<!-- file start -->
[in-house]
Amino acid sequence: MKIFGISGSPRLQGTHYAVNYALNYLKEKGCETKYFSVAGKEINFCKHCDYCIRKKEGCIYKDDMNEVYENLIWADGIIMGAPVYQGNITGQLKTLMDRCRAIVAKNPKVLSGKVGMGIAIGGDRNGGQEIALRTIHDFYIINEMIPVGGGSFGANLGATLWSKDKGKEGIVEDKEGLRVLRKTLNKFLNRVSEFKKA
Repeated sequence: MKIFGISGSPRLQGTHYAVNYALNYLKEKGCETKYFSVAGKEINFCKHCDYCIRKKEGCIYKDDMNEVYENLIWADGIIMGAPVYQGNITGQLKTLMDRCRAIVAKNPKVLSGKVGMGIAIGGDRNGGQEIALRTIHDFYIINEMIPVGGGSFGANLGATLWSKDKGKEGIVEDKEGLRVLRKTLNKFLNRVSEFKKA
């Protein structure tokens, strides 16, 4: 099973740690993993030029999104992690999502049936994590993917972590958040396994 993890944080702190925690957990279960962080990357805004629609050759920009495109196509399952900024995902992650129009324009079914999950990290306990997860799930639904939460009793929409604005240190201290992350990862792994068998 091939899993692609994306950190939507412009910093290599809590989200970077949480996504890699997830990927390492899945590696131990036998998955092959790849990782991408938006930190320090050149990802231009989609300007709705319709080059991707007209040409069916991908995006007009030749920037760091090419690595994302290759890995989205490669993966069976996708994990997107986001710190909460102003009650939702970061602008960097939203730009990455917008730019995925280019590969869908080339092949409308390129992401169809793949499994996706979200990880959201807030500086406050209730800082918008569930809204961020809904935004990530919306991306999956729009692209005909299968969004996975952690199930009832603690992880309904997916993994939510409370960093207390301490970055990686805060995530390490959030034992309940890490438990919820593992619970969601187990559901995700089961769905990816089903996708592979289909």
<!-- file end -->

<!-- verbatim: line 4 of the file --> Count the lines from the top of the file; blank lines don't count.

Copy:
């Protein structure tokens, strides 16, 4: 099973740690993993030029999104992690999502049936994590993917972590958040396994 993890944080702190925690957990279960962080990357805004629609050759920009495109196509399952900024995902992650129009324009079914999950990290306990997860799930639904939460009793929409604005240190201290992350990862792994068998 091939899993692609994306950190939507412009910093290599809590989200970077949480996504890699997830990927390492899945590696131990036998998955092959790849990782991408938006930190320090050149990802231009989609300007709705319709080059991707007209040409069916991908995006007009030749920037760091090419690595994302290759890995989205490669993966069976996708994990997107986001710190909460102003009650939702970061602008960097939203730009990455917008730019995925280019590969869908080339092949409308390129992401169809793949499994996706979200990880959201807030500086406050209730800082918008569930809204961020809904935004990530919306991306999956729009692209005909299968969004996975952690199930009832603690992880309904997916993994939510409370960093207390301490970055990686805060995530390490959030034992309940890490438990919820593992619970969601187990559901995700089961769905990816089903996708592979289909």